Aug 27, 2003

Government cashes in on failing system


MEDIA RELEASE: Anthony Albanese – 27 August 2003

It has now been revealed that even before last Friday’s $2.1 billion bailout of the Job Network, the Howard Government was well aware that the system was significantly under-performing.

In an answer to a question put by Labor during the Senate Estimates process the Government concedes that the number of jobseekers placed into work by the Job Network has been significantly lower than what they had budgeted and hoped for.

Between 2000/01 and 2002/03 the Job Network’s failure to place the unemployed into jobs at the rate anticipated, resulted in under-spends totaling $323.6 million, or a massive 10% of its budget.

As most of the Job Network’s expenditure is the payment of money to providers following the successful placement of jobseekers, the fact there has been such a significant under-spend shows that the number of jobseekers assisted into jobs fell far short of the Government’s own expectations.

Responding to these under-spend figures, the Department of Employment and Workplace Relations (DEWR) admitted as much. DEWR itself conceded:

"Under-spend can be attributed to lower than anticipated levels of outcome fees being achieved and paid to providers."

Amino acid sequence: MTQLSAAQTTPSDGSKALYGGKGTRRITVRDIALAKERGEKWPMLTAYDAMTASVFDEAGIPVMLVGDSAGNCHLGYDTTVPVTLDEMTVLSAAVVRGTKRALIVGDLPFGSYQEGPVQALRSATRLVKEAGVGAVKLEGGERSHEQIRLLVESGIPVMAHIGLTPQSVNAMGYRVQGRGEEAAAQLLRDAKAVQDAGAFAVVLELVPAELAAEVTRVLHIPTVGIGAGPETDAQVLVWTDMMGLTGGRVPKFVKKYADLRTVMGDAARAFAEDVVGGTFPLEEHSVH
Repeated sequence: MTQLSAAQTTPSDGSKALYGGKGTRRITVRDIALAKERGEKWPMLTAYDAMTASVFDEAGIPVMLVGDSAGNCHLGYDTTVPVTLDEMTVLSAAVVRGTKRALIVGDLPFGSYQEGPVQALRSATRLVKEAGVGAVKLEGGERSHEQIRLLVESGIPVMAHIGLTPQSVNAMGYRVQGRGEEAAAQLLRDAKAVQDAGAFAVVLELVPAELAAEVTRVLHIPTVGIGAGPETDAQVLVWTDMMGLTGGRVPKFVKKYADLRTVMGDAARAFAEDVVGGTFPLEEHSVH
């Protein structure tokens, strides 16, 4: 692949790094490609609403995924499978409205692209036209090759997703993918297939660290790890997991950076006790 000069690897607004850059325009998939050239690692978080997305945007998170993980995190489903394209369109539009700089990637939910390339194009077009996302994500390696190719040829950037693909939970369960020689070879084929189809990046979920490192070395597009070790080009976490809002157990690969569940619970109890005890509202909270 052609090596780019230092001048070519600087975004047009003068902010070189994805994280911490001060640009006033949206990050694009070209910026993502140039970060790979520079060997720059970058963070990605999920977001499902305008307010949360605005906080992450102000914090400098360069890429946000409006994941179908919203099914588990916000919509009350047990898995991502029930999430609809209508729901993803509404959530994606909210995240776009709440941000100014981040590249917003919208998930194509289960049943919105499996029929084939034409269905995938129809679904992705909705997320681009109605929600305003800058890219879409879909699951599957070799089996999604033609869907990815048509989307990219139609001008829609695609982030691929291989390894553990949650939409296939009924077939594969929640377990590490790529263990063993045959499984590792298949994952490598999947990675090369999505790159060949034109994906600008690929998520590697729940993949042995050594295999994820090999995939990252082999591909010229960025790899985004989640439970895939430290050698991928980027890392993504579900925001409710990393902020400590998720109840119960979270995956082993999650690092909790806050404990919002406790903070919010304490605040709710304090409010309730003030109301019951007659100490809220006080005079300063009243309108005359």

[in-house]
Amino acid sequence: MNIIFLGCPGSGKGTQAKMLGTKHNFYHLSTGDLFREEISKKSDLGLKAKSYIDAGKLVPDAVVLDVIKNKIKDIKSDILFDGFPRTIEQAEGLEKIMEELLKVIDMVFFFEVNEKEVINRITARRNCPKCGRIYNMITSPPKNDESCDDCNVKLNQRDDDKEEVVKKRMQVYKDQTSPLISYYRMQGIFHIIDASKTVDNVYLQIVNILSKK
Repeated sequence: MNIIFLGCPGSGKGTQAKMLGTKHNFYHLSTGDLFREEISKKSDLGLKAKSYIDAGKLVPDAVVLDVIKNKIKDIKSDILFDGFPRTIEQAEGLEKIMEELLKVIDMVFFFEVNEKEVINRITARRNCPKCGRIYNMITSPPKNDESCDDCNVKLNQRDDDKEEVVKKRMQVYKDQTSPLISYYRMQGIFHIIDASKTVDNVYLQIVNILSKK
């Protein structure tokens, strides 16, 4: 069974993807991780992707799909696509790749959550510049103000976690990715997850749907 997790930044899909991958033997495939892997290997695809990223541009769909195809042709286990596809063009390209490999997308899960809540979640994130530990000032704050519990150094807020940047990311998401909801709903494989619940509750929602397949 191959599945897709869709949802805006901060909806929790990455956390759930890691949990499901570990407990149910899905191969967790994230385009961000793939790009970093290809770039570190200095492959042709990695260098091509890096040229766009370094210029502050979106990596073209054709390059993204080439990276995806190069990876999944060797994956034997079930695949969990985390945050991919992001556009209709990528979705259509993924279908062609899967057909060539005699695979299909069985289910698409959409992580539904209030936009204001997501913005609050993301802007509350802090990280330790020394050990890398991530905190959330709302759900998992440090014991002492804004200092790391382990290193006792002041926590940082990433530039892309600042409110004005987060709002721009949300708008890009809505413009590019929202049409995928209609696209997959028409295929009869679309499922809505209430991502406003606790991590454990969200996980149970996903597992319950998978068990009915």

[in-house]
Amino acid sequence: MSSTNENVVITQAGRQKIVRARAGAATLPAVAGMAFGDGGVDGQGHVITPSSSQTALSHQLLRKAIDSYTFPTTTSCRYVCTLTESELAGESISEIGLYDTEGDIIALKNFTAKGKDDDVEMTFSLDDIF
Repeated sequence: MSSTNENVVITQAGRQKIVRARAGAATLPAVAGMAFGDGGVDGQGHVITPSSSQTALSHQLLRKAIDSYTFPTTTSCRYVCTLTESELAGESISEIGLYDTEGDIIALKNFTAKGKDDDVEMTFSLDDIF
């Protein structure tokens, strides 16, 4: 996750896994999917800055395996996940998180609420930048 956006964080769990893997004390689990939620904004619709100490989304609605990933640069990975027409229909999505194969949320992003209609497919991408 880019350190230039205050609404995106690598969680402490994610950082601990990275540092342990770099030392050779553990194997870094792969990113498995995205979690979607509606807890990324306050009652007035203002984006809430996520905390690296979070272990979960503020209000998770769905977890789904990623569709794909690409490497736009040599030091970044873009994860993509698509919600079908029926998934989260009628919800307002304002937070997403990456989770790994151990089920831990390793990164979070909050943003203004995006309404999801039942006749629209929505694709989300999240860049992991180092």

Senate Employment, Workplace Relations and Education Legislative Committee, Question Number W078-04

Put simply, the Government’s experiment with privatised employment services has failed to achieve even the targets they themselves set.

These under-spend figures confirms other data released by DEWR showing that only 19% of those who participated in Intensive Assistance – the highest level of help available through the Job Network – found full-time employment.

Labour Market Assistance Outcomes, Issue 12, p4

Given the past performance of the Job Network it is not surprising that the number of people on unemployment benefits long-term is higher today than when the Howard Government was first elected to office. While the Government has banked its $323 million in savings, an increasing number of jobseekers are left to languish in long-term unemployment.

The $2.1 billion the Government is now throwing at the Job Network may go some of the way to addressing the financial problems being experienced by providers, but without significant structural reforms the system will continue to fail those it is meant to serve – the unemployed.